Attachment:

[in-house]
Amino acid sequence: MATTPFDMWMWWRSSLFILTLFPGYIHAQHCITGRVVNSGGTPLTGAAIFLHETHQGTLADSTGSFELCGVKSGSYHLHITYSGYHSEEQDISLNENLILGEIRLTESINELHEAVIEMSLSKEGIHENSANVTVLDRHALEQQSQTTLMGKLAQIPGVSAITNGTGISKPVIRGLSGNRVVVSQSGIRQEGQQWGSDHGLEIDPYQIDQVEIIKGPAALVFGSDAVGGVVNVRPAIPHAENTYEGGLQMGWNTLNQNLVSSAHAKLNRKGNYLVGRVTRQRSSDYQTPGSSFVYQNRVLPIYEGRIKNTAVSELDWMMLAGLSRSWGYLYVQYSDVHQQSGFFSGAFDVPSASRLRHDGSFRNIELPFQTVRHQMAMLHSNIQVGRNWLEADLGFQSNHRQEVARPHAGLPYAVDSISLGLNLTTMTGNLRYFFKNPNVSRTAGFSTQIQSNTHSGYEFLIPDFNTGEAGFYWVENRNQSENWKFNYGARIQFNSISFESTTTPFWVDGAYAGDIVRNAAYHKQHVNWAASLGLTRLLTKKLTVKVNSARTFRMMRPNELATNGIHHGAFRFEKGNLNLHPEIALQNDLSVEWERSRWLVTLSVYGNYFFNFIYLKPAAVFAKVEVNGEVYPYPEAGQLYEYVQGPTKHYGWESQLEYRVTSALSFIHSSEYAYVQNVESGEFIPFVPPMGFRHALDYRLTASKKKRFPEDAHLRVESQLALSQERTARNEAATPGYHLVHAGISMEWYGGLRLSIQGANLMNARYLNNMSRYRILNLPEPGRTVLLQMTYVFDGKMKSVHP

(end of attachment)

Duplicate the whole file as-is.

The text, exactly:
[in-house]
Amino acid sequence: MATTPFDMWMWWRSSLFILTLFPGYIHAQHCITGRVVNSGGTPLTGAAIFLHETHQGTLADSTGSFELCGVKSGSYHLHITYSGYHSEEQDISLNENLILGEIRLTESINELHEAVIEMSLSKEGIHENSANVTVLDRHALEQQSQTTLMGKLAQIPGVSAITNGTGISKPVIRGLSGNRVVVSQSGIRQEGQQWGSDHGLEIDPYQIDQVEIIKGPAALVFGSDAVGGVVNVRPAIPHAENTYEGGLQMGWNTLNQNLVSSAHAKLNRKGNYLVGRVTRQRSSDYQTPGSSFVYQNRVLPIYEGRIKNTAVSELDWMMLAGLSRSWGYLYVQYSDVHQQSGFFSGAFDVPSASRLRHDGSFRNIELPFQTVRHQMAMLHSNIQVGRNWLEADLGFQSNHRQEVARPHAGLPYAVDSISLGLNLTTMTGNLRYFFKNPNVSRTAGFSTQIQSNTHSGYEFLIPDFNTGEAGFYWVENRNQSENWKFNYGARIQFNSISFESTTTPFWVDGAYAGDIVRNAAYHKQHVNWAASLGLTRLLTKKLTVKVNSARTFRMMRPNELATNGIHHGAFRFEKGNLNLHPEIALQNDLSVEWERSRWLVTLSVYGNYFFNFIYLKPAAVFAKVEVNGEVYPYPEAGQLYEYVQGPTKHYGWESQLEYRVTSALSFIHSSEYAYVQNVESGEFIPFVPPMGFRHALDYRLTASKKKRFPEDAHLRVESQLALSQERTARNEAATPGYHLVHAGISMEWYGGLRLSIQGANLMNARYLNNMSRYRILNLPEPGRTVLLQMTYVFDGKMKSVHP